To begin with, that theory seems to come out of nowhere. The Court’s novel cabining of the constitutional avoidance canon is not reflected in this Court’s precedents. On the contrary, it contradicts several precedents. This Court has applied the constitutional avoidance canon even when avoiding the constitutional problems would have broadened the statute’s scope. For example, in United States v. Culbert, this Court rejected a narrowing construction of the Hobbs Act because that construction would have raised vagueness concerns. 435 U. S. 371, 374 (1978); see also United States v. Shreveport Grain & Elevator Co., 287 U. S. 77, 82 (1932); cf. United States v. Grace, 461 U. S. 171, 176 (1983).

Moreover, the premise of this novel broadening/narrowing theory is flawed. A categorical approach to §924(c)(3)(B) would not be inherently narrower than a conduct-specific approach. Each approach would sweep in some crimes that the other would not. On the one hand, some crimes that might be deemed categorically violent sometimes may be committed in nonviolent ways. Those crimes would be covered by the categorical approach but not by a conduct-specific approach. On the other hand, some categorically nonviolent crimes are committed in violent ways. Those crimes would not be covered by the categorical approach but would be covered by a conduct-specific approach. See Johnson, 576 U. S., at ___ (Alito, J., dissenting) (slip op., at 12).

In sum, the constitutional avoidance canon makes this an especially straightforward case. It is at least fairly possible to read §924(c)(3)(B) to focus on the actual defendant’s actual conduct during the actual crime. End of case.

III

The consequences of the Court’s decision today will be severe. By invalidating the substantial-risk prong of §924(c)(3), the Court’s decision will thwart Congress’ law enforcement policies, destabilize the criminal justice system, and undermine safety in American communities. If the law required those results, we would have to swallow the consequences. But the law, in my respectful view, does no such thing.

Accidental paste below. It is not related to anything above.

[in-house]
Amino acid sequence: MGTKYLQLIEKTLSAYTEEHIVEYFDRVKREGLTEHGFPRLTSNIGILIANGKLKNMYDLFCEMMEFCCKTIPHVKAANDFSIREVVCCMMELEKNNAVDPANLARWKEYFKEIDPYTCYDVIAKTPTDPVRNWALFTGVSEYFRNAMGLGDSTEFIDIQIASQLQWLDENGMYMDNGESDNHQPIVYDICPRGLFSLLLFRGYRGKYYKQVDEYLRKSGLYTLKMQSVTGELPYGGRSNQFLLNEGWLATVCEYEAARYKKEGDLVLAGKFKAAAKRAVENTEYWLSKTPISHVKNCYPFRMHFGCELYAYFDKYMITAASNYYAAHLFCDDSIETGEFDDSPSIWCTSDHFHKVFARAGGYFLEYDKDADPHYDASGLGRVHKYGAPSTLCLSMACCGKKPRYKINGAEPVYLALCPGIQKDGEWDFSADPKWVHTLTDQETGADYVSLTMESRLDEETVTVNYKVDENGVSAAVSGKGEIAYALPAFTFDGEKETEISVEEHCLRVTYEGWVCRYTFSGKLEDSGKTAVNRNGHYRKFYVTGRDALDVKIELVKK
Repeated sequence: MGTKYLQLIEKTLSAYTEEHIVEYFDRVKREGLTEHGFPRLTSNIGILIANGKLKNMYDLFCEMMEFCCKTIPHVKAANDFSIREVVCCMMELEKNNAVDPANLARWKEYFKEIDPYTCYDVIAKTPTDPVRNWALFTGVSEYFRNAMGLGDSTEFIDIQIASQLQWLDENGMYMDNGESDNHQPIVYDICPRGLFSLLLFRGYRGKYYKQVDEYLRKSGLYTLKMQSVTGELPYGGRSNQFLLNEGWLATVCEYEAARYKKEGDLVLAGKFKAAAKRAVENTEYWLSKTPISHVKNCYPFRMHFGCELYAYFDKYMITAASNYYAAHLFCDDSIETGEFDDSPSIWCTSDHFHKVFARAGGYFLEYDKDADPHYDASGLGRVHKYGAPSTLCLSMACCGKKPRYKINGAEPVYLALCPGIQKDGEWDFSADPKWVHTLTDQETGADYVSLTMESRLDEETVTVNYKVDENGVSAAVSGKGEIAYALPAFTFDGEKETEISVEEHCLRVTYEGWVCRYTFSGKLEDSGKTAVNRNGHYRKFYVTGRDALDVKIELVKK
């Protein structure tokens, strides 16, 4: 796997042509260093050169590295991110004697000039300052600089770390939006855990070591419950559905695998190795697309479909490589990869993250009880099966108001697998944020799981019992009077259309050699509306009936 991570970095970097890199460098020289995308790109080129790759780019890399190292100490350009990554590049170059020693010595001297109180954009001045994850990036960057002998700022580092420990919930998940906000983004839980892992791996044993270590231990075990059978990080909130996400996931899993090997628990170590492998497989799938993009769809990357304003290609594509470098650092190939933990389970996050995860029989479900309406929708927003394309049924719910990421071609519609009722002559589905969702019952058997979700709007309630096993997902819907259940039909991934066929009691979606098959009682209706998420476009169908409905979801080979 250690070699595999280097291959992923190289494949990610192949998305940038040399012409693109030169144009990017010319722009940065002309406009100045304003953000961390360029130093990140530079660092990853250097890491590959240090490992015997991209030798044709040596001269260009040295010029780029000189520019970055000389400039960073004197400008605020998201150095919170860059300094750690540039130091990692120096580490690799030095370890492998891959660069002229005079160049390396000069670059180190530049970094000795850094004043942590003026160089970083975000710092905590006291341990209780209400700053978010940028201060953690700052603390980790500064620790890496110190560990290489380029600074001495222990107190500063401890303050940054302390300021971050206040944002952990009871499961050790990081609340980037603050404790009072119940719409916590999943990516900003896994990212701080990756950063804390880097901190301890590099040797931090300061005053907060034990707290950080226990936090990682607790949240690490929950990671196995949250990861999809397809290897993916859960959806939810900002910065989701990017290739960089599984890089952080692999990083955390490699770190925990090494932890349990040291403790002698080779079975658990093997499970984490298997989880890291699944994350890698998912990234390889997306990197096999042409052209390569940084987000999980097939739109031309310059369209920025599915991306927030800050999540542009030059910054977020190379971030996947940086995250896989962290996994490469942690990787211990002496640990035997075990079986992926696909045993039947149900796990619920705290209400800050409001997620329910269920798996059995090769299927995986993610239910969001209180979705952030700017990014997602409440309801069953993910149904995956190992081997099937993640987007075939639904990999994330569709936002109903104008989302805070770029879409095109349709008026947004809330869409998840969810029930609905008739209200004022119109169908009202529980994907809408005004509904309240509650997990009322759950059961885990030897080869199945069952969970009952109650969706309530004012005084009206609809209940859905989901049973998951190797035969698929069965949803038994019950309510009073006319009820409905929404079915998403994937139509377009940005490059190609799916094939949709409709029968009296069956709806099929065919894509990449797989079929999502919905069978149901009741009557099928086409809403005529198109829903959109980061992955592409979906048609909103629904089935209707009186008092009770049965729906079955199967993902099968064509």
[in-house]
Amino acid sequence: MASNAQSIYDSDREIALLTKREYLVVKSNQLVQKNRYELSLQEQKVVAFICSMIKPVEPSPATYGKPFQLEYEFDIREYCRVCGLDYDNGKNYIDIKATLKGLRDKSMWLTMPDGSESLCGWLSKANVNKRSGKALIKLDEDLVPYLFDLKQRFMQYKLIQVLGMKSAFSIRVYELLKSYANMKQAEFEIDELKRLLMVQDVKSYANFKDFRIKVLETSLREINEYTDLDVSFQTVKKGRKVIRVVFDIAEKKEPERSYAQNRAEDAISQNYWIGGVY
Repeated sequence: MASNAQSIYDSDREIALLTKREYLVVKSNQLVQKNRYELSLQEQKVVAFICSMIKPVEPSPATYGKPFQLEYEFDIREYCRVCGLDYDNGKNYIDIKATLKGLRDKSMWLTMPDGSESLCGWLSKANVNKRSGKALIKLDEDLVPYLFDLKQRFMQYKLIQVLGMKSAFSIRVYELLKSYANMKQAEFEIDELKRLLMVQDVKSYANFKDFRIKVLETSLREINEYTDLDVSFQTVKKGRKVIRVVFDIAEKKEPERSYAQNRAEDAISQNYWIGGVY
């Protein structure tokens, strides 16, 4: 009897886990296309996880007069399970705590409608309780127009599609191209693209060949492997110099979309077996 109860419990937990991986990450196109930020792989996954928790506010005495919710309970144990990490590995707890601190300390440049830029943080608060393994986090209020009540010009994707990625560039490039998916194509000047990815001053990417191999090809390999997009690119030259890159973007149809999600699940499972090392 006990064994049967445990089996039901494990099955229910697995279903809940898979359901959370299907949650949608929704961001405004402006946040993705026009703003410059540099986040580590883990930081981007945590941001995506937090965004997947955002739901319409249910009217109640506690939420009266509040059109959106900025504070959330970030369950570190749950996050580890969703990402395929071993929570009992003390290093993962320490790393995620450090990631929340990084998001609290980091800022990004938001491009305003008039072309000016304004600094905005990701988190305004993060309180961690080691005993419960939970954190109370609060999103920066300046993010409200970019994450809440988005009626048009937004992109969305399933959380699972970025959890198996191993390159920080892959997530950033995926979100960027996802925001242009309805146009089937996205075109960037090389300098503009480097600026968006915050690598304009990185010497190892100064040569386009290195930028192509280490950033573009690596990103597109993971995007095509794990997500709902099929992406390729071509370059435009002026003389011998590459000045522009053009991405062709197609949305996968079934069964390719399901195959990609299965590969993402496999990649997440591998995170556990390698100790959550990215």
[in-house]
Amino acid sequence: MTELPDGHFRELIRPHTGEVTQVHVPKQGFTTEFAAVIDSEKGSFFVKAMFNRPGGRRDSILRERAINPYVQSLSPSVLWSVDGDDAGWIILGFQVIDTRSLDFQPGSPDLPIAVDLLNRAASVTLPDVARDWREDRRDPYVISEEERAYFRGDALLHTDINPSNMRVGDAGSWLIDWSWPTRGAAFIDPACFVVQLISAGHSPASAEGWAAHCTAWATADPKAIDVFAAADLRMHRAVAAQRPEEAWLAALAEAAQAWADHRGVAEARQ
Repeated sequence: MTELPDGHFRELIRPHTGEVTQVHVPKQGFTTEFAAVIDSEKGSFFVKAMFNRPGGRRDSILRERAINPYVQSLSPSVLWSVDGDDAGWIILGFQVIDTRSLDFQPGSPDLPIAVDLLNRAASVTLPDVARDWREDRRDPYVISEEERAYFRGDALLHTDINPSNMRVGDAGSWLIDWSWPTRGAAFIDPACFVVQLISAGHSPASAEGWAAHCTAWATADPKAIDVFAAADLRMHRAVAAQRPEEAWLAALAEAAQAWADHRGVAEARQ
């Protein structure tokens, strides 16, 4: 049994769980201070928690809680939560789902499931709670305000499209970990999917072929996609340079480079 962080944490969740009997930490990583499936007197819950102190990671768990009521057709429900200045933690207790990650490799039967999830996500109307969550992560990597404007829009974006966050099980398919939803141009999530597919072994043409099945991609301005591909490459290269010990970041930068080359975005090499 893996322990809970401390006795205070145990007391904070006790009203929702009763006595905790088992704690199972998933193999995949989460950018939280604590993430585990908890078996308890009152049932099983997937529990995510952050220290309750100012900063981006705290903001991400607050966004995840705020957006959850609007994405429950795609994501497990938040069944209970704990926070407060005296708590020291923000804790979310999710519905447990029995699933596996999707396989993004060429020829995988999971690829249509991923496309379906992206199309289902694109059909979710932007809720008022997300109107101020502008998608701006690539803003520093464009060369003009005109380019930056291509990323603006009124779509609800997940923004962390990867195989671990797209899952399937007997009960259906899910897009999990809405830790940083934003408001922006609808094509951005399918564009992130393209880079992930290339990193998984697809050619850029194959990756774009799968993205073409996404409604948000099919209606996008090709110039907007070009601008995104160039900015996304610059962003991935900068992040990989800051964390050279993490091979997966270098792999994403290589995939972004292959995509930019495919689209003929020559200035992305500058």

The Court’s decision means that people who in the future commit violent crimes with firearms may be able to escape conviction under §924(c). In enacting §924(c), Congress sought to keep firearms away from violent criminal situations. Today, the Court invalidates a critical provision designed to achieve that goal. To be sure, many violent crimes still might fall within §924(c)(3)’s elements clause. But many others might not. When defendants use firearms during conspiracies to commit robbery, arsons, attempted carjackings, and kidnapings, to name just a few, they might no longer be subject to prosecution under §924(c). See, e.g., Simms, 914 F. 3d, at 233–234 (conspiracy to commit robbery); United States v. Salas, 889 F. 3d 681, 683–684 (CA10 2018) (arson); United States v. Jenkins, 849 F. 3d 390, 393 (CA7 2017) (kidnaping).

To get a flavor of the offenders who will now potentially avoid conviction under §924(c), consider a sample of those offenders who have been convicted under §924(c)(3)’s substantial-risk prong:

One defendant committed assault with intent to commit murder. The defendant shot his wife multiple times while the couple was camping in Buffalo River National Park. See United States v. Prickett, 839 F. 3d 697, 698 (CA8 2016).

One defendant committed arson. The defendant used a molotov cocktail to firebomb the Irish Ink Tattoo Shop. See Salas, 889 F. 3d, at 683; United States v. Salazar, 2014 WL 12788997, *1 (NM, Aug. 14, 2014).

One defendant and others kidnaped a man who they believed had stolen money and an Xbox from the defendant. They beat the man severely and threatened to kill him. See Pet. for Cert. in United States v. Jenkins, O. T. 2017, No. 17–97, p. 2.

One defendant committed conspiracy to commit robbery. The defendant and his co-conspirators planned to steal Percocet and cash from a man they thought was a drug dealer. Armed with a pistol and a crowbar, they broke into the man’s home by shattering a sliding glass door and found three men there. One of the defendant’s co-conspirators attacked all three men with the crowbar, and the defendant threatened the men with a pistol multiple times. See United States v. Douglas, 907 F. 3d 1, 4–5 (CA1 2018).

One defendant committed attempted carjacking. Armed with guns and baseball bats, the defendant and her co-conspirators robbed a grocery store and carjacked two vehicles, pistol whipping the owner of one of the vehicles in the process. They then attempted to carjack a third vehicle. They approached a family getting out of a minivan and demanded the keys. One of the defendant’s co-conspirators hit a 13-year-old girl in the mouth with a baseball bat. Another shot an AK–47 at the girl’s family. See Ovalles, 905 F. 3d, at 1235.

One defendant operated multiple houses of prostitution in Annapolis. The defendant threatened perceived competitors with violence. He also beat and threatened women, sometimes to compel them to engage in prostitution. See United States v. Fuertes, 805 F. 3d 485, 490–492 (CA4 2015).